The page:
Health & Medicine

YMCA health advocates encourage diabetes prevention

Since he was diagnosed with pre-diabetes earlier this year, Bruce Wall of Lexington has lost eight pounds by changing the way he eats and embracing exercise. He is among the participants in the YMCA's Diabetes Prevention Program.
Since he was diagnosed with pre-diabetes earlier this year, Bruce Wall of Lexington has lost eight pounds by changing the way he eats and embracing exercise. He is among the participants in the YMCA's Diabetes Prevention Program. Herald-Leader

Bruce Wall, buzzing with the extra energy he generated by exercising, cannot understand why everyone who has had a pre-diabetic condition hasn't signed up for the YMCA's Diabetes Prevention Program.

He has lost eight pounds in seven weeks, changed the way he eats, and loves to exercise — a skill he shows off at the North Lexington Family YMCA.

Wall's workout tour of the individual exercise room includes: the hip abduction/adduction machine, the elliptical, the leg curl and the bike. He also participates in group exercise classes and walks his two dogs when at home.

The Diabetes Prevention Program has changed his life, said Wall, 65. He cut down on his beloved coffee after finding out it was a diuretic, and he is eating more oatmeal and less bacon and eggs. He credits Debbi Dean, director of wellness services for the YMCA of Central Kentucky, with keeping the need to eat more fruits and vegetables uppermost in his mind.

Although Wall was a trim-looking 199 pounds a few months ago, his doctor, Ralph Caldroney, told him after a high blood-sugar reading that Wall needed to make some changes. He promptly complied.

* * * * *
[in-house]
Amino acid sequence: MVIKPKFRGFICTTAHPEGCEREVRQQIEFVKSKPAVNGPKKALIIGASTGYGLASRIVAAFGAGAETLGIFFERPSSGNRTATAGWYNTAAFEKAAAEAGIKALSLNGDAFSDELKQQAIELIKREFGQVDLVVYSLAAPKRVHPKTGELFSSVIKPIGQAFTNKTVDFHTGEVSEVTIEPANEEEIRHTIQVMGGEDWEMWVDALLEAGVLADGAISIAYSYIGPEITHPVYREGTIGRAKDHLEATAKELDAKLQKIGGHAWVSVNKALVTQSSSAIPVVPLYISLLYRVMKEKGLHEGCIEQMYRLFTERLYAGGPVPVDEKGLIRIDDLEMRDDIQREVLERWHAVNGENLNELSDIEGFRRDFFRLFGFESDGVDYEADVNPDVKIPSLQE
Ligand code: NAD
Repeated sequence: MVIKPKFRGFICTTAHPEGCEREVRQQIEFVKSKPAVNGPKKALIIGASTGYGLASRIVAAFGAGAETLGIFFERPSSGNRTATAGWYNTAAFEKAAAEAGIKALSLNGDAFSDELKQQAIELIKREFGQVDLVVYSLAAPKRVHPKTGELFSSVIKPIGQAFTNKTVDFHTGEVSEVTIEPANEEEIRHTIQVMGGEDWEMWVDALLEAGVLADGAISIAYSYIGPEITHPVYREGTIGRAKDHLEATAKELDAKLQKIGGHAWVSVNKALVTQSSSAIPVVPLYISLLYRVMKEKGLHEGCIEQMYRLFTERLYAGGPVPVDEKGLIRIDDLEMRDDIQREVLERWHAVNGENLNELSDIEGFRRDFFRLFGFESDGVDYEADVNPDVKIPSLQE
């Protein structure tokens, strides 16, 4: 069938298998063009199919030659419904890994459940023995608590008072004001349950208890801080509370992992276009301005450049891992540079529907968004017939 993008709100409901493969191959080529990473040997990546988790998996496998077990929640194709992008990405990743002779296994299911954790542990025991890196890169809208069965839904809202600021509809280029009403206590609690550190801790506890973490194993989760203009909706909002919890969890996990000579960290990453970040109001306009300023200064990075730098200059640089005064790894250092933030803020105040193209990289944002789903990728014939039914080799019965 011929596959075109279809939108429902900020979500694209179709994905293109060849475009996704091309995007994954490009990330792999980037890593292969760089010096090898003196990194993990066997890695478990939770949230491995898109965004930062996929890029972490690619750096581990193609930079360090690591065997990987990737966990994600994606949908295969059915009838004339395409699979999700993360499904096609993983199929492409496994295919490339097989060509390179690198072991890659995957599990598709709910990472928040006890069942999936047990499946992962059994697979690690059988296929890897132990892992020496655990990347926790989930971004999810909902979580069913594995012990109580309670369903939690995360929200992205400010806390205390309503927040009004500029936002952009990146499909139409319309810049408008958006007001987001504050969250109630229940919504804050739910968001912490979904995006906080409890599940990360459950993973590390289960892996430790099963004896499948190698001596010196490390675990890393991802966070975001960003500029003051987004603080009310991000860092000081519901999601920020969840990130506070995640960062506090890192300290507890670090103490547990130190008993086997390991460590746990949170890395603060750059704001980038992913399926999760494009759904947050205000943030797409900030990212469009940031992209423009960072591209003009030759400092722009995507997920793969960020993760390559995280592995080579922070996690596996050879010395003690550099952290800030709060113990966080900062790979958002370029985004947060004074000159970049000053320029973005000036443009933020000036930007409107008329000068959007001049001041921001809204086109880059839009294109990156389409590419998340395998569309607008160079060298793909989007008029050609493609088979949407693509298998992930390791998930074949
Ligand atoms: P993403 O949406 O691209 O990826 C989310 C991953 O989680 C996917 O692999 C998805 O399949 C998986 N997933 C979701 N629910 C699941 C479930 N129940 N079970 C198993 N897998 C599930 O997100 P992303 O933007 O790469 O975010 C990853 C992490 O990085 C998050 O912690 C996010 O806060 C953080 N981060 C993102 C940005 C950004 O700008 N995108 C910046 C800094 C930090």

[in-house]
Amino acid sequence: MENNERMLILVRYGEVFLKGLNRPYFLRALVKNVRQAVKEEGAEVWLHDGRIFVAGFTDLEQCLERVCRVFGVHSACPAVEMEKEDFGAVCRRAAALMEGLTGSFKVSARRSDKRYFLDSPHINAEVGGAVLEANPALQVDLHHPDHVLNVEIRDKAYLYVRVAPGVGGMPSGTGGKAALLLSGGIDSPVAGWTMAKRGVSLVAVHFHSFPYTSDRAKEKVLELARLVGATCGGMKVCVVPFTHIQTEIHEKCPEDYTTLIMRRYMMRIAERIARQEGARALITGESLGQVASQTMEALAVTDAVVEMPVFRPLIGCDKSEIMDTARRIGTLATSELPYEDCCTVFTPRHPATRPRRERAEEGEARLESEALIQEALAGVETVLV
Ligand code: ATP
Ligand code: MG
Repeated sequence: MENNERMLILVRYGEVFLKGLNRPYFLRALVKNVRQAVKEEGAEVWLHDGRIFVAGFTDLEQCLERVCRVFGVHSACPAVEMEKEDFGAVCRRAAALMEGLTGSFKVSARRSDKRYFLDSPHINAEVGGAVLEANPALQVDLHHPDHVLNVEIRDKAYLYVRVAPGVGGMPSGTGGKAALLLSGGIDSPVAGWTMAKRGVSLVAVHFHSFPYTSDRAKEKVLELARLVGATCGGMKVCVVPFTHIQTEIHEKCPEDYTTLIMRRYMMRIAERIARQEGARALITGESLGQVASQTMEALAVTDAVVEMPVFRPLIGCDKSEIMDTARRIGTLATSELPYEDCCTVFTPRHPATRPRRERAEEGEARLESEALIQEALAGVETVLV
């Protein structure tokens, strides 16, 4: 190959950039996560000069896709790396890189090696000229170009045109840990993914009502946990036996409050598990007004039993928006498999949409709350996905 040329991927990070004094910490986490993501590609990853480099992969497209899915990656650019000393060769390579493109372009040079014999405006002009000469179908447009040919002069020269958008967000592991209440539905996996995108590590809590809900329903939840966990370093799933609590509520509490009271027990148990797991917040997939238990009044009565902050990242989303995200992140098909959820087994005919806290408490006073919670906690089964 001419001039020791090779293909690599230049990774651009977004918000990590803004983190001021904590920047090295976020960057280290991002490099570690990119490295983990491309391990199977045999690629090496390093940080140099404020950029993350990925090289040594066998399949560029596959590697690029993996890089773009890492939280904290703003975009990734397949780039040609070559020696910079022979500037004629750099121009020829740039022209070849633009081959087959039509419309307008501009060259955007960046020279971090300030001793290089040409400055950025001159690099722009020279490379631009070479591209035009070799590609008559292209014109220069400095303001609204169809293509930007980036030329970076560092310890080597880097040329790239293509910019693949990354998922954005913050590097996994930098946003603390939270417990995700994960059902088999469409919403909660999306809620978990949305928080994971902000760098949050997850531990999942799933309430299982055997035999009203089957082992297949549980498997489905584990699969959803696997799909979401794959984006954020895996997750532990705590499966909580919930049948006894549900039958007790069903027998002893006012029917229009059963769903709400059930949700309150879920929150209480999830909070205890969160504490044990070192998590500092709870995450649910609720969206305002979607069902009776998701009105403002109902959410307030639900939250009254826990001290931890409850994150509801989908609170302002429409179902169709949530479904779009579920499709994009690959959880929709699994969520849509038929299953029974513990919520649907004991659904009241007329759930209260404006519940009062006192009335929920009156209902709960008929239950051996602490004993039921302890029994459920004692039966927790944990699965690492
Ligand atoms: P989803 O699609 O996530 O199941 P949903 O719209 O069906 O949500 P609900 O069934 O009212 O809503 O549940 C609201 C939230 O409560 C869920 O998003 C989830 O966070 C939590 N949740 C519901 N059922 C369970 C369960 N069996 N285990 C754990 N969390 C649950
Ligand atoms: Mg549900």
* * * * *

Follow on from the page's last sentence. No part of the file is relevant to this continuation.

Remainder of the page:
Dean wishes more people would do that. The YMCA offers frequent Diabetes Prevention Programs. Some participants will pay a nominal amount, while others can get scholarships courtesy of the Novo Nordisk company.

For those in Eastern Kentucky, Downs is working with a diabetes prevention class in Prestonsburg. Participants attend classes and learn about making small changes in their lives: losing a few pounds, starting to read nutrition labels and cutting the fat in their diets.

Dean fears that people hear the word diabetes associated with the class, but don't hear the word that follows: prevention. Some people who could avoid developing Type II diabetes either don't see the signs — elevated blood sugar levels, weight gain, inactivity, fat-laden diet — or ignore them.

Some, Dean said, are simply fatalistic about "the sugar," as diabetes is sometimes called.

"A lot of people think, 'My mama had diabetes, so I'm bound to get it.'"

Participants in the diabetes prevention program keep a food diary, establish a daily fat gram goal and learn how to exercise at least 150 minutes a week.

The program involves a re-thinking of previous routines: reading food labels, learning to park far from the store to gain some extra steps, even adding extra motion to housework tasks.

"People don't make time for themselves being healthy and being active," said Jason Monk, a YMCA health and aquatics director. "I tell people to look at it as a hobby, not a job or a task."

Taking on your health as a hobby means you spend some time and money establishing healthier habits and setting challenges for yourself, ensuring that you are motivated to have fun and celebrate "winning" activities such as weight loss and better medical test results.

"Everyone says, 'I don't have any time for exercise,'" Monk said. "We all need down time, but we should also fit in time to exercise."

Wall hopes that others realize that exercise gives back more energy than it takes. "It really picks me up for the day."

The program helps people realize that diabetes prevention takes some effort, "but diabetes is harder work," Wall added.

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